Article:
This is the paradox: tenants will either find a way to cover their rent, or they won’t. And either way we have a ticking social time bomb just waiting to go off, at vast cost to the public purse.

Work is underway to prevent this social meltdown. In Lewisham, the local housing organisation has set up a relationship with the credit union which means as soon as a tenant falls into arrears they are contacted and offered help by the union, before they have time to seek other more expensive financing. Yet these relationships are rare; it’s a postcode lottery.

The lifetime cost of welfare reform won’t be understood for decades, as children made homeless during their education fail to find stability and families now racking up huge personal debts plunge towards a lifetime of poverty and dependency. No doubt Iain Duncan Smith will be praying for a Labour victory by 2015 as the impact of his policies unravel our communities.

Work and Pensions Secretary Iain Duncan Smith arrives to attend the government's weekly cabinet meeting at Number 10 Downing Street. Photograph: Getty Images.

Hannah Fearn is contributing editor of the Guardian local government, housing and public leaders networks

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Voters are turning against Brexit but the Lib Dems aren't benefiting

Labour's pro-Brexit stance is not preventing it from winning the support of Remainers. Will that change?

More than a year after the UK voted for Brexit, there has been little sign of buyer's remorse. The public, including around a third of Remainers, are largely of the view that the government should "get on with it".

But as real wages are squeezed (owing to the Brexit-linked inflationary spike) there are tentative signs that the mood is changing. In the event of a second referendum, an Opinium/Observer poll found, 47 per cent would vote Remain, compared to 44 per cent for Leave. Support for a repeat vote is also increasing. Forty one per cent of the public now favour a second referendum (with 48 per cent opposed), compared to 33 per cent last December.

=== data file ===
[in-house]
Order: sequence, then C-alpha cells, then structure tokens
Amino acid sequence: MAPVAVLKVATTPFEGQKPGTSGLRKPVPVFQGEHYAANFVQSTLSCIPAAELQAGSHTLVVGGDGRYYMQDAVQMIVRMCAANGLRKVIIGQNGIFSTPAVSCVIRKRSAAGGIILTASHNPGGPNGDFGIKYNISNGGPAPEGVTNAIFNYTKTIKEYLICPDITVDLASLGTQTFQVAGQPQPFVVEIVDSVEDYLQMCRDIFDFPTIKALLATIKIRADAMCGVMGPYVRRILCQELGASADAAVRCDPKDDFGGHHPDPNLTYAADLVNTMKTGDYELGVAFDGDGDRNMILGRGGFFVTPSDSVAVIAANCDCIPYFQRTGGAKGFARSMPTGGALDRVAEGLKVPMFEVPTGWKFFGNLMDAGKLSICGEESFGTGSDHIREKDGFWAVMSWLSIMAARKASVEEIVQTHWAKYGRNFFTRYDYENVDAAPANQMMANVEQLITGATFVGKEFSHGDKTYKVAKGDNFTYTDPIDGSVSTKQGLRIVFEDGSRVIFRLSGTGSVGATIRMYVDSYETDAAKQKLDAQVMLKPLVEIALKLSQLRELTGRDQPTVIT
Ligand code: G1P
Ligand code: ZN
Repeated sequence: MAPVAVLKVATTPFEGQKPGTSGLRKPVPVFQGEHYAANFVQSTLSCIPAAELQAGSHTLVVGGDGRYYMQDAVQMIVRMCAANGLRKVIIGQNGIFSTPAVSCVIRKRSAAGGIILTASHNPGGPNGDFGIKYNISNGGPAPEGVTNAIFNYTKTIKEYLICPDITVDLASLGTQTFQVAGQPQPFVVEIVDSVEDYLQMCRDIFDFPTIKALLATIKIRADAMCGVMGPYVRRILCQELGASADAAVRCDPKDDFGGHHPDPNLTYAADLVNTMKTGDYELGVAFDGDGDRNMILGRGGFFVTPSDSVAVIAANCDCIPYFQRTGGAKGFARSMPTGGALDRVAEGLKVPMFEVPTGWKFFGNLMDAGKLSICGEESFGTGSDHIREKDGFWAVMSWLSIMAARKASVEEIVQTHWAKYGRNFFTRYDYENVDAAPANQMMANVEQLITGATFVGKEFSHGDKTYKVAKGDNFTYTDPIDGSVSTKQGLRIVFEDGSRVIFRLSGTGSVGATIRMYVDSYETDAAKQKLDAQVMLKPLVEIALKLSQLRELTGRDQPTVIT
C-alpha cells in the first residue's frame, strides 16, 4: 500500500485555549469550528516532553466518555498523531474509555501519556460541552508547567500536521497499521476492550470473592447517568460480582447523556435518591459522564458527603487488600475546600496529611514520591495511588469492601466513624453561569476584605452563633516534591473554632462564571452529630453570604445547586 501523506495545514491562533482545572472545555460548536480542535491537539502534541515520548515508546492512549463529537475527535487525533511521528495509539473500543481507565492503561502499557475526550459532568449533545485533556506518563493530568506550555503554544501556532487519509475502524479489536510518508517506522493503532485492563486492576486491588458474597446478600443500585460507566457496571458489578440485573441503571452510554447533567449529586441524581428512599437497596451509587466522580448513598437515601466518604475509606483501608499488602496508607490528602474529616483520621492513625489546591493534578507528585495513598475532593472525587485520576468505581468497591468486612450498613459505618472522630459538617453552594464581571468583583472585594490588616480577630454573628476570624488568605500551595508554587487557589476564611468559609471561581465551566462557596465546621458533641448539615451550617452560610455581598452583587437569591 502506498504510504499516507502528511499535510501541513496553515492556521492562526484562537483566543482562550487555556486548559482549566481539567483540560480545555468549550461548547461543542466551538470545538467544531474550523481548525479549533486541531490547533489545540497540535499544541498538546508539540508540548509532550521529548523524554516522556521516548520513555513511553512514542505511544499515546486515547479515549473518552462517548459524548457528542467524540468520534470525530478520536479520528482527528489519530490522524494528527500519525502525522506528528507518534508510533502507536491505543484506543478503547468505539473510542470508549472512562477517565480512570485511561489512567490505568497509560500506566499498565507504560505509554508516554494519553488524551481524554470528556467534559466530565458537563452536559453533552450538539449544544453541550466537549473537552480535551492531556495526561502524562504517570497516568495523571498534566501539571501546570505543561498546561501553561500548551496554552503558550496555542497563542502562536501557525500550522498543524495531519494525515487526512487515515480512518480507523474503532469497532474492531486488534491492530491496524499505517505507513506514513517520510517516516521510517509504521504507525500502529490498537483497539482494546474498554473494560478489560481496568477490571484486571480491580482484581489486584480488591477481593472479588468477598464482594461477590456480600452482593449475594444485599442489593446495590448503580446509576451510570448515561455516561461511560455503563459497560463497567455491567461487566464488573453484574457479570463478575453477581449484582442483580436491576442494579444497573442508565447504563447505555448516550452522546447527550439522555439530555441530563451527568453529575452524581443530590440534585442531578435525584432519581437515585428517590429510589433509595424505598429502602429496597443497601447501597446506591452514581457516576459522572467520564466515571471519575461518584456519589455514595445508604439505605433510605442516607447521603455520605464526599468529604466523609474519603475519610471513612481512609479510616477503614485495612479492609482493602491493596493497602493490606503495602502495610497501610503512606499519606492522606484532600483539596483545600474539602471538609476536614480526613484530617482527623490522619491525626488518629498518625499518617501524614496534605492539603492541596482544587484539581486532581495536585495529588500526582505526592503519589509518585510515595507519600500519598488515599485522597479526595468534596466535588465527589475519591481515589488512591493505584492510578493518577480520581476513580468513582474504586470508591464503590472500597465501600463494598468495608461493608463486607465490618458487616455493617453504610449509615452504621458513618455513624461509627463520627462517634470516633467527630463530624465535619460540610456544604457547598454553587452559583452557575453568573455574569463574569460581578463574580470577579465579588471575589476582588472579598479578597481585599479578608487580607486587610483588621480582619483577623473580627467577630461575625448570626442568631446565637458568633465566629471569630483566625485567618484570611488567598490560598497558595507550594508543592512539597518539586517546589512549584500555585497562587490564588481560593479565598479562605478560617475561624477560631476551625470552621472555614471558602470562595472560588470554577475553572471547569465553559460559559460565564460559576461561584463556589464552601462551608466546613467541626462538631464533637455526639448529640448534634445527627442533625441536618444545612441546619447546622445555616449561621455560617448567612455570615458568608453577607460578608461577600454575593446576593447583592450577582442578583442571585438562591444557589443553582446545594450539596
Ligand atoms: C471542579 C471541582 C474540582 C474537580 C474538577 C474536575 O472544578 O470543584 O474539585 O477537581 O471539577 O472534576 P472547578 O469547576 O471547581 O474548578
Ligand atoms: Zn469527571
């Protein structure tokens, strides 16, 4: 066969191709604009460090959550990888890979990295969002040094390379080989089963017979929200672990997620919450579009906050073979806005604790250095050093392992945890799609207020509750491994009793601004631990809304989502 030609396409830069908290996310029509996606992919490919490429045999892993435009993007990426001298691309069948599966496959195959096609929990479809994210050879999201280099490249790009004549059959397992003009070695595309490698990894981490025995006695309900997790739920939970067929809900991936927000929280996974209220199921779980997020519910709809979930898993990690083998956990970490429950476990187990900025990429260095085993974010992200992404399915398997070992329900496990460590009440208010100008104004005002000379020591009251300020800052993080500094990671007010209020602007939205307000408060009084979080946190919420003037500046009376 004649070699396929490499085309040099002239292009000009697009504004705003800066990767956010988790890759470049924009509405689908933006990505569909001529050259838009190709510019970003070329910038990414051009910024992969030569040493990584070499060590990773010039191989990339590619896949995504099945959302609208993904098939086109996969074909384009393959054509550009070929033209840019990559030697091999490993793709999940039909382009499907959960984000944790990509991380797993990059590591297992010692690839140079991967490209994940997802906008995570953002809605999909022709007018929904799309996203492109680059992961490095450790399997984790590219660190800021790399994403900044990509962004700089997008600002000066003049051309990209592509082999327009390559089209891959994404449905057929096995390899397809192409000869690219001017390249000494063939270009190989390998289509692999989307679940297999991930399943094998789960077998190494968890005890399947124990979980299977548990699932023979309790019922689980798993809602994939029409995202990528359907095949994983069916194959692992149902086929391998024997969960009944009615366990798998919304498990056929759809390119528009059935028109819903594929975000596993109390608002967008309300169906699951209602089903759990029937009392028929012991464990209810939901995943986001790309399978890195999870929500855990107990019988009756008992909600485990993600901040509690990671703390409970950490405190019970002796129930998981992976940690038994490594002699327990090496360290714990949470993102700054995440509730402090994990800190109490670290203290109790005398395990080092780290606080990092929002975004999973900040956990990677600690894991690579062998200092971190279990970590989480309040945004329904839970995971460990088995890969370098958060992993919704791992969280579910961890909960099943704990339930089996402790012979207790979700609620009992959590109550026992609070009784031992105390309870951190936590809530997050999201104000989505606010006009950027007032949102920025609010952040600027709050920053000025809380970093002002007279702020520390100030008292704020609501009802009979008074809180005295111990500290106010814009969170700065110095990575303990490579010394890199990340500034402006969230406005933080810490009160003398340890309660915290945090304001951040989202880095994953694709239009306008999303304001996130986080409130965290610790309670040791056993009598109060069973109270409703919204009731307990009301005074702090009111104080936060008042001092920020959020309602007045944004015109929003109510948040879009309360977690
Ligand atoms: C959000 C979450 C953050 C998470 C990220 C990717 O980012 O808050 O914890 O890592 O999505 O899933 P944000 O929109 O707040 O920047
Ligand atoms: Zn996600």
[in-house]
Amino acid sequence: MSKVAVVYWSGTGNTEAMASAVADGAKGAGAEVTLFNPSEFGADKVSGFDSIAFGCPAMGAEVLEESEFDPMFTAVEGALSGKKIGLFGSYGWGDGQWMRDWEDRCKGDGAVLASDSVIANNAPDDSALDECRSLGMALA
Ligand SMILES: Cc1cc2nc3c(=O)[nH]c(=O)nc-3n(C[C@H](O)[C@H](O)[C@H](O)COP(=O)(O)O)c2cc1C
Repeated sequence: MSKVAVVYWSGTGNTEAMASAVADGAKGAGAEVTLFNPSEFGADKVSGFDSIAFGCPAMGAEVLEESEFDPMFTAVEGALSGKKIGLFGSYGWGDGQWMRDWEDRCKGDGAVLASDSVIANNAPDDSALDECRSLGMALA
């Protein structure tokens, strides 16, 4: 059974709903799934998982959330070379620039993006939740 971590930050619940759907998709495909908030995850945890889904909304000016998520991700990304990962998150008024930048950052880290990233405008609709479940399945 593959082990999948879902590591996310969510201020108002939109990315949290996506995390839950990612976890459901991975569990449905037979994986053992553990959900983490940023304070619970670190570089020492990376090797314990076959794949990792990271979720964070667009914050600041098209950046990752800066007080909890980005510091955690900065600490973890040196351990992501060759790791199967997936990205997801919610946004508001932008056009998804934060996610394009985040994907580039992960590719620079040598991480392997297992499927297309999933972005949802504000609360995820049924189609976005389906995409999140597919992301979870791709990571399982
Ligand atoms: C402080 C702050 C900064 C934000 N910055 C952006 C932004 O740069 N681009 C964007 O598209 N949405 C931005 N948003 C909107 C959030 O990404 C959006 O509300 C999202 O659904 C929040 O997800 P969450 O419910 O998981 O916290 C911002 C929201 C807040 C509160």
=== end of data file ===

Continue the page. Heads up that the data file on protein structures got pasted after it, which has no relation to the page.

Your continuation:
The Liberal Democrats have made halting Brexit their raison d'être. But as public opinion turns, there is no sign they are benefiting. Since the election, Vince Cable's party has yet to exceed single figures in the polls, scoring a lowly 6 per cent in the Opinium survey (down from 7.4 per cent at the election). 

What accounts for this disparity? After their near-extinction in 2015, the Lib Dems remain either toxic or irrelevant to many voters. Labour, by contrast, despite its pro-Brexit stance, has hoovered up Remainers (55 per cent back Jeremy Corbyn's party). 

In some cases, this reflects voters' other priorities. Remainers are prepared to support Labour on account of the party's stances on austerity, housing and education. Corbyn, meanwhile, is a eurosceptic whose internationalism and pro-migration reputation endear him to EU supporters. Other Remainers rewarded Labour MPs who voted against Article 50, rebelling against the leadership's stance. 

But the trend also partly reflects ignorance. By saying little on the subject of Brexit, Corbyn and Labour allowed Remainers to assume the best. Though there is little evidence that voters will abandon Corbyn over his EU stance, the potential exists.

For this reason, the proposal of a new party will continue to recur. By challenging Labour over Brexit, without the toxicity of Lib Dems, it would sharpen the choice before voters. Though it would not win an election, a new party could force Corbyn to soften his stance on Brexit or to offer a second referendum (mirroring Ukip's effect on the Conservatives).

The greatest problem for the project is that it lacks support where it counts: among MPs. For reasons of tribalism and strategy, there is no emergent "Gang of Four" ready to helm a new party. In the absence of a new convulsion, the UK may turn against Brexit without the anti-Brexiteers benefiting. 

George Eaton is political editor of the New Statesman.